"Well, I didn't see how he could," said Mrs. Floyd. "I didn't, really."
"She hasn't said she will forgive me for thinking she was in love with Wambush, and making such a fool of myself on account of the mistake,"
said Westerfelt. "I wish you'd help me out, Mrs. Floyd."
"I may not forgive you for thinking I could love such a man," answered Harriet, "but I don't blame you a bit for the way you acted. I reckon that was just jealousy, and that showed he cared for me; don't you think so, mother?"
"Yes, daughter, I always have believed that Mr. Westerfelt loved you.
And if I had had the management of this thing there wouldn't have been such a long misunderstanding. Mr. Westerfelt, Hettie Fergusson is out in the kitchen, just crazy to know if you will withdraw the charges against Toot so that he can come back home."
"I wouldn't prosecute that man," laughed Westerfelt, "not if he'd killed my best friend. Tell her that, Mrs. Floyd."
"Well, she'll be crazy to hear it, and I'll go tell her." She went into the hall and quickly returned. "Will Washburn is in front and wants to speak to you," she said. But Washburn came to the door himself, an anxious look on his face.
"The hack's still waitin' fer you, Mr. Westerfelt," he said. "What must I do about it?"
"Tell Ridly to go on without me," laughed Westerfelt. "And--Wash!" he added. "Take all the money out of the cash drawer and go get blind drunk. Shoot off all the guns you can find, and set the stable on fire. Wash, shake hands! I'm the luckiest fellow on G.o.d's green earth."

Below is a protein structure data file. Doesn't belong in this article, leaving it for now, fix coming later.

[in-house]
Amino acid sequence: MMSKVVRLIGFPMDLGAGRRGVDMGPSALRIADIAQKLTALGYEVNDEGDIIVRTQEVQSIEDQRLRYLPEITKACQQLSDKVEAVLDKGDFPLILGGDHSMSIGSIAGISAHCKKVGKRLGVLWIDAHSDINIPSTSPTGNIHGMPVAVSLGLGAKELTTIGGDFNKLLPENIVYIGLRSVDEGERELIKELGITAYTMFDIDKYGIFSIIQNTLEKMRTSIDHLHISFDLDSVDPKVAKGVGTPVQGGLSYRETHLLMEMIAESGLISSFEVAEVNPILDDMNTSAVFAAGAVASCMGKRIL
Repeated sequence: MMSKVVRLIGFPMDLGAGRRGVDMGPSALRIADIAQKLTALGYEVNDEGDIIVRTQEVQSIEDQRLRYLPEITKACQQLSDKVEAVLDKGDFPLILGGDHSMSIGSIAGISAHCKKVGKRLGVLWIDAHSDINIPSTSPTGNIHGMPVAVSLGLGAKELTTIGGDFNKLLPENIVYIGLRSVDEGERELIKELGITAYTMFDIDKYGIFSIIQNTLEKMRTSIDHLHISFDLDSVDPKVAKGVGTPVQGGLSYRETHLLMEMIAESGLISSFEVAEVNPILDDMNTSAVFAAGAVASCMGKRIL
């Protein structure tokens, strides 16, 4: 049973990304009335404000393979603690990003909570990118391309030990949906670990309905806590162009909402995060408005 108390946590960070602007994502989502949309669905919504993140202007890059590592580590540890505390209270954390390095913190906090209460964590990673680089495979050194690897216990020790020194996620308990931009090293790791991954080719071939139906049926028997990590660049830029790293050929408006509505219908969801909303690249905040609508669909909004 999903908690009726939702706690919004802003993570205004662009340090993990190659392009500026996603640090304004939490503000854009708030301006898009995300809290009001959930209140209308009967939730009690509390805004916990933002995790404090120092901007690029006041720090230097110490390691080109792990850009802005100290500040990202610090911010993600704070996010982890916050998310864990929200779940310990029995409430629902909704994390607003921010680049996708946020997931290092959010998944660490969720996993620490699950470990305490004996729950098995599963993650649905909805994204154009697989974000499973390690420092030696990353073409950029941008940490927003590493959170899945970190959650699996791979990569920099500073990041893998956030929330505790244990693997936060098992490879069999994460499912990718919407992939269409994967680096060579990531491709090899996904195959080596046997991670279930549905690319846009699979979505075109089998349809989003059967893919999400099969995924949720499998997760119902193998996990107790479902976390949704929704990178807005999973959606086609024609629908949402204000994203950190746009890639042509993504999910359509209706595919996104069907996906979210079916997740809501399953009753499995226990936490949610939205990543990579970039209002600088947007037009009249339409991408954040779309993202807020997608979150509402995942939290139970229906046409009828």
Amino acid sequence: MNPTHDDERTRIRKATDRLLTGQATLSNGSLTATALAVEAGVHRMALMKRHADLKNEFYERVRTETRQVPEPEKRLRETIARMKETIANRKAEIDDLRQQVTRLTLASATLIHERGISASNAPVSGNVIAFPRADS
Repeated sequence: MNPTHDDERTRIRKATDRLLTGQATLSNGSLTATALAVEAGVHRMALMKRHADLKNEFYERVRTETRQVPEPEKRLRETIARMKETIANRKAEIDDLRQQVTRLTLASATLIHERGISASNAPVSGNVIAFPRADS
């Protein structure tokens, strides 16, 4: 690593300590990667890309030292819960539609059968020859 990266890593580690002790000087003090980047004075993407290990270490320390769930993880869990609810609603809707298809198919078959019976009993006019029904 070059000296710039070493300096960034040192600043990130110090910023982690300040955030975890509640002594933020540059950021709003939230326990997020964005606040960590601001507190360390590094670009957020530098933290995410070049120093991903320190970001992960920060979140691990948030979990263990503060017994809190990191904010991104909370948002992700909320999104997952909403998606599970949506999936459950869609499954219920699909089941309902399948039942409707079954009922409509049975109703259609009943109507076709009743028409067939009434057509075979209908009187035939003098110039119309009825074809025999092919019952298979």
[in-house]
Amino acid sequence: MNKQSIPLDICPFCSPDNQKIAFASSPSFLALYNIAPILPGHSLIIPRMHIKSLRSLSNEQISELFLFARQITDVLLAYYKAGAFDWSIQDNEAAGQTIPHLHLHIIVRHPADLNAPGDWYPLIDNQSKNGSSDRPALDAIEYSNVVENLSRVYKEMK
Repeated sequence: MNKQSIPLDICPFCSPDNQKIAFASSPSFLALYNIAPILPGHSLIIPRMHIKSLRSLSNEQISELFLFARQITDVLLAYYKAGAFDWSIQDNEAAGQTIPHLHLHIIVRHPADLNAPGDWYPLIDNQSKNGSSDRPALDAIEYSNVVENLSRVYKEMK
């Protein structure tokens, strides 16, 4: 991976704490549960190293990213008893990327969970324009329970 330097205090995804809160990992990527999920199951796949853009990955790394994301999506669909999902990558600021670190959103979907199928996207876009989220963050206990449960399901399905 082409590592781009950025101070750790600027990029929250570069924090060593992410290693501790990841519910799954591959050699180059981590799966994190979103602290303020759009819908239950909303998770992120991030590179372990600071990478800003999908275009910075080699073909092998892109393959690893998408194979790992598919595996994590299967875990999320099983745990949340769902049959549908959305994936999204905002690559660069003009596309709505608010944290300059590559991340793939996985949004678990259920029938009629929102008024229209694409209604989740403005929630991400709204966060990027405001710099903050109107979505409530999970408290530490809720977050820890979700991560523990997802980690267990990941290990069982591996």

Washburn was not dense, and he reddened as it occurred to him that his reply ought to voice some sort of congratulations.
"Ef I'm any jedge o' human natur' yo're both lucky," he stammered.
"Mr. Westerfelt is about the squarest man I ever struck an' would fight a circular saw bare-handed, an' Miss Harriet, I'll sw'ar I jest can't think o' nothin' good enough to say about you, except ef you hadn't a-been all wool an' a yard wide Mr. Westerfelt wouldn't a-been so crazy about you." Washburn laughed out suddenly, and added, "Some time I'll tell you about how he used to do at night when he couldn't sleep, especially after Bas' Bates got to cuttin' his patchin', an' buyin'
paper collars an' neckties."
After Washburn had left they sat together on the sofa for several minutes in silence. The pause was broken by Harriet.
"I've been trying to make out what G.o.d meant by making us go through all this--you through all your ups and downs, and me mine. Don't you reckon it was so that He could make us feel just like we do now?"
He nodded, but there was a lump of happiness in his throat that kept him from speaking.
"Well, I do," she said. "I used to think He hadn't treated me fair, but I thank Him with all my heart for _all_ of it--_all_ of it. I wouldn't alter a thing. I believe you love me, and I can't think of anything else I could want. I believe you loved me even when you thought I loved Toot Wambush, and if you did then, I know you will now when I tell you I never loved any other man but you, and never even allowed any other man even hold my hand."
« Previous My Bookmarks Chapters Next»